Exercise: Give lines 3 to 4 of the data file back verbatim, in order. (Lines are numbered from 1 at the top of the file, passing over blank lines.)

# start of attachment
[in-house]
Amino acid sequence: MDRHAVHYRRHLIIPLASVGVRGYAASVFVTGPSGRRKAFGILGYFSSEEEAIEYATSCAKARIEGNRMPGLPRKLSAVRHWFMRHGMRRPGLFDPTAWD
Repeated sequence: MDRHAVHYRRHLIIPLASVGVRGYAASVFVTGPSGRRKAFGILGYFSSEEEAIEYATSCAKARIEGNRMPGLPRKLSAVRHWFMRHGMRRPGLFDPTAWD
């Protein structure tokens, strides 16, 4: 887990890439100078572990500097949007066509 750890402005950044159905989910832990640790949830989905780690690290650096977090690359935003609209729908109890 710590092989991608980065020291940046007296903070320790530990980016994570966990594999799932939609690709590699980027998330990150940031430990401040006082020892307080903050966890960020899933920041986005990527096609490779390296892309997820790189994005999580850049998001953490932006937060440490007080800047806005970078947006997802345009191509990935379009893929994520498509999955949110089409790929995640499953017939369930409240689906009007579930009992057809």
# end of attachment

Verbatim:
Repeated sequence: MDRHAVHYRRHLIIPLASVGVRGYAASVFVTGPSGRRKAFGILGYFSSEEEAIEYATSCAKARIEGNRMPGLPRKLSAVRHWFMRHGMRRPGLFDPTAWD
């Protein structure tokens, strides 16, 4: 887990890439100078572990500097949007066509 750890402005950044159905989910832990640790949830989905780690690290650096977090690359935003609209729908109890 710590092989991608980065020291940046007296903070320790530990980016994570966990594999799932939609690709590699980027998330990150940031430990401040006082020892307080903050966890960020899933920041986005990527096609490779390296892309997820790189994005999580850049998001953490932006937060440490007080800047806005970078947006997802345009191509990935379009893929994520498509999955949110089409790929995640499953017939369930409240689906009007579930009992057809």